In confronting materialism, MLK forthrightly described the internal conditions of “the ghetto,” where African Americans are locked up in perpetual misery as “a domestic colony.”   The link between poverty and lack of political statesmanship was addressed. MLK spoke of the readiness of Congress to grant subsidies to the oil industry, and to six cotton plantations that were given more than one million dollars each “not to plant cotton, but no provision is made to feed the tenant farmer who is put out of work by the government subsidy.” In discussing these government subsidies, MLK stated, “What they truly advocate is Socialism for the rich and Capitalism [sic] for the poor.”

By utilizing the “old boys’” network political machinery, Congress, state, and city leadership all worked to disrupt programs intended to uplift African American communities. The constant cry against welfare programs was used as a cover to punish the poor, while extending subsidies to the rich in society. MLK pointed out that American society is deluded “into believing the myth that Capitalism [sic] grew and prospered out of the Protestant ethic of hard work and sacrifice; the fact is, Capitalism [sic] was built on the exploitation and suffering of [B]lack slaves, and continues to thrive on the exploitation of the poor.” The system is founded upon exploitation and driving unjust wealth to those on top. According to MLK, “The way to end poverty, is to end the exploitation of the poor, ensure them a fair share of government services, and the nation’s resources.” In order to end poverty, a redistribution of political and economic power must take place, which has yet to be seriously attempted or promoted. Contemporary religious leadership has bought into capitalism and is preaching “success theology” where God’s purpose is erroneously shaped by materialism and devouring the world.

What is needed is a human-centric economy, a sustainable economy, an economy that works for all and not for just a few, and one that truly leaves no one behind. If we are our brother’s keeper, then why do we exploit him and derive obscene amounts of profits while cloaking this behavior in divine purpose?[xv]

Faith calls upon us to recognize and accept society’s stratification as having divine purpose, to make us dependent on one another, to cause some to be the avenue for good deeds for another, and to teach humility and generosity; however, this works only when ethical and moral people apply these principles in society, and are driven by such values.

Corporations, banks, and multi-national corporations are the furthest from being an expression of divine purpose; when religious people tag along for “Capitalism on Steroids,” the results are visible to all.

Today, one cannot sit idly and speak of an Islamic economy that mimics, in small and large ways, the obscene and pernicious parts of capitalism and the open market economy. We cannot sit idly and be content to join exploitative globalization and privatization, which have created a wealth gap deeper than the Grand Canyon and higher than Mount Everest.[xvi]

Indeed, the “haves” are seeking to have more, and the “have-nots” have nothing at all except their commodified selves, who are marketed as mere “things” to the highest bidder, or as a series of “likes” and “shares” on Facebook’s daily “parade of insignificance.”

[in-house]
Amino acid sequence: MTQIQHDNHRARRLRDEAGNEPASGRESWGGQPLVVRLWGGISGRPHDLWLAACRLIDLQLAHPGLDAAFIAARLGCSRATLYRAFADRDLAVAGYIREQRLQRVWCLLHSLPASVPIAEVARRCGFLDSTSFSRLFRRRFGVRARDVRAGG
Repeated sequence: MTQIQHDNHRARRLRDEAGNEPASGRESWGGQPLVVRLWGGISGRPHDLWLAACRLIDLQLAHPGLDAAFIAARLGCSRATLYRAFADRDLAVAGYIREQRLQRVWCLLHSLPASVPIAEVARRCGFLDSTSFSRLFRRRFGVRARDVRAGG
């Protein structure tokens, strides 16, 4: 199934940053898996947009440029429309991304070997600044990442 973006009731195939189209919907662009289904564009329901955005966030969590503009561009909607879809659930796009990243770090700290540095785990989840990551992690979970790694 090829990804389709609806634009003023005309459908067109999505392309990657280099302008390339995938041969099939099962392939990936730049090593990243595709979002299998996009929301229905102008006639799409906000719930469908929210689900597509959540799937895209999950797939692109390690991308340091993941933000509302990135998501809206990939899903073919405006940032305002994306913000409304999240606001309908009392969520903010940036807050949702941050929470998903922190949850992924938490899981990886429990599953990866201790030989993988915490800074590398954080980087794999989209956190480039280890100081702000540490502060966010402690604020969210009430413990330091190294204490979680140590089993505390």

To address the tripartite problem of racism, materialism, and militarism, MLK called for “a radical revolution of values” and a need for people to be maladjusted to injustice. The revolution of values is centered on challenging the destructive status quo.

MLK concluded the speech by stating that the question we ought to ask ourselves when determining what to do is, “Is it right,” and to not act for reasons of politics or because popular sentiments demand it. “And on some positions, it is necessary for the moral individual to take a stand that is neither safe, nor politic, nor popular; but he must do it because it is right.” The time is right to ask the question, “Are the current wars ravaging the world, the obscene open-ended militarism, racism, and Islamophobia reflective of the highest human values?” If the answer is “no,” then why are we silent?

What works in the face of civil society’s bullies[xvii] are well-organized, politically assertive, and empowered communities that are serious about defending democracy, as well as defending collective constitutional, civil, and human rights.

As the US faces an emboldened crop of bullies, the immediate response should be to develop a broad civil and human rights coalition that includes all affected communities that will work diligently and boldly to deter and counter the rising tide of racism and fascism. A comprehensive solution can be achieved with coordinated action from civil society leaders and policymakers in a cultural environment where media are held responsible for magnifying violent, extremist rhetoric.

Defeating the Islamophobes can be done with a greater commitment to democracy, free speech, religious inclusiveness, dignity for all, and a readiness to build a great society founded on ethics.

Approaching Islamophobia from this lens provides a better understanding of what we are facing, rather than the simple conceptualization of focusing on the irrational fear of hostilities directed at Muslims. What we are facing is a deep ideological divide in US and European societies, which is being played out at the expense of the image and status of the Muslim subject in civil society.



[ii] Listen to the speech:



[v] See military spending:; also and for a comparative data between US other countries

[vi]; also see the more extensive report at


[viii] See


[x] See , also


[xii], also see


[xiv] See and

[xv] Read and

[xvi] See Oxfam full reports: and